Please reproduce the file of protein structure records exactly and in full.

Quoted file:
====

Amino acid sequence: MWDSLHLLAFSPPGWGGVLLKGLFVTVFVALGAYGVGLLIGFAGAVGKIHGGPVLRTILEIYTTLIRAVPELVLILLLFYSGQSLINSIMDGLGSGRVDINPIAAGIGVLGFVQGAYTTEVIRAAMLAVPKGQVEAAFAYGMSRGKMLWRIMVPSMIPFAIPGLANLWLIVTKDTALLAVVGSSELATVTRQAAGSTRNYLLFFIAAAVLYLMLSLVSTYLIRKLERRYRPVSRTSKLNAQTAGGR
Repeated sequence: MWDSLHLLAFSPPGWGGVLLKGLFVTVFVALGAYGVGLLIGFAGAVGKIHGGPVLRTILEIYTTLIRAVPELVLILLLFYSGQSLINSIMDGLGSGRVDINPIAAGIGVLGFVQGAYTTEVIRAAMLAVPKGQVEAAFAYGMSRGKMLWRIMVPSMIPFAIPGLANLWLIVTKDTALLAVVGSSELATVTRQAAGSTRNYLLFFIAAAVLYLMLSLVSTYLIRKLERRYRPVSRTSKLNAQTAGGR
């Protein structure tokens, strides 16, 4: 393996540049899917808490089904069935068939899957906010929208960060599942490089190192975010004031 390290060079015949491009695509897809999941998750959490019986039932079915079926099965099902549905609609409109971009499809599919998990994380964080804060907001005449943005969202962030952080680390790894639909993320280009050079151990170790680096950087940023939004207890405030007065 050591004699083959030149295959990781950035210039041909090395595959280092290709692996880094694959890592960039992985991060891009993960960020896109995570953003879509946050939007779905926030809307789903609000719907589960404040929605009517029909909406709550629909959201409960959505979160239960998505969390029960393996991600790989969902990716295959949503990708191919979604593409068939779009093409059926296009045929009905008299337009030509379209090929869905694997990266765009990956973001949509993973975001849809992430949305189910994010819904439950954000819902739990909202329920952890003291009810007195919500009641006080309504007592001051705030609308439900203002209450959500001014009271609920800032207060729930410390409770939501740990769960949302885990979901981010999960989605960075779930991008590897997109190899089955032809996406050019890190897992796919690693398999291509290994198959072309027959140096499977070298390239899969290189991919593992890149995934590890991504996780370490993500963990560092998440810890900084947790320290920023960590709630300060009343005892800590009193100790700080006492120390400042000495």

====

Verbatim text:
Amino acid sequence: MWDSLHLLAFSPPGWGGVLLKGLFVTVFVALGAYGVGLLIGFAGAVGKIHGGPVLRTILEIYTTLIRAVPELVLILLLFYSGQSLINSIMDGLGSGRVDINPIAAGIGVLGFVQGAYTTEVIRAAMLAVPKGQVEAAFAYGMSRGKMLWRIMVPSMIPFAIPGLANLWLIVTKDTALLAVVGSSELATVTRQAAGSTRNYLLFFIAAAVLYLMLSLVSTYLIRKLERRYRPVSRTSKLNAQTAGGR
Repeated sequence: MWDSLHLLAFSPPGWGGVLLKGLFVTVFVALGAYGVGLLIGFAGAVGKIHGGPVLRTILEIYTTLIRAVPELVLILLLFYSGQSLINSIMDGLGSGRVDINPIAAGIGVLGFVQGAYTTEVIRAAMLAVPKGQVEAAFAYGMSRGKMLWRIMVPSMIPFAIPGLANLWLIVTKDTALLAVVGSSELATVTRQAAGSTRNYLLFFIAAAVLYLMLSLVSTYLIRKLERRYRPVSRTSKLNAQTAGGR
């Protein structure tokens, strides 16, 4: 393996540049899917808490089904069935068939899957906010929208960060599942490089190192975010004031 390290060079015949491009695509897809999941998750959490019986039932079915079926099965099902549905609609409109971009499809599919998990994380964080804060907001005449943005969202962030952080680390790894639909993320280009050079151990170790680096950087940023939004207890405030007065 050591004699083959030149295959990781950035210039041909090395595959280092290709692996880094694959890592960039992985991060891009993960960020896109995570953003879509946050939007779905926030809307789903609000719907589960404040929605009517029909909406709550629909959201409960959505979160239960998505969390029960393996991600790989969902990716295959949503990708191919979604593409068939779009093409059926296009045929009905008299337009030509379209090929869905694997990266765009990956973001949509993973975001849809992430949305189910994010819904439950954000819902739990909202329920952890003291009810007195919500009641006080309504007592001051705030609308439900203002209450959500001014009271609920800032207060729930410390409770939501740990769960949302885990979901981010999960989605960075779930991008590897997109190899089955032809996406050019890190897992796919690693398999291509290994198959072309027959140096499977070298390239899969290189991919593992890149995934590890991504996780370490993500963990560092998440810890900084947790320290920023960590709630300060009343005892800590009193100790700080006492120390400042000495």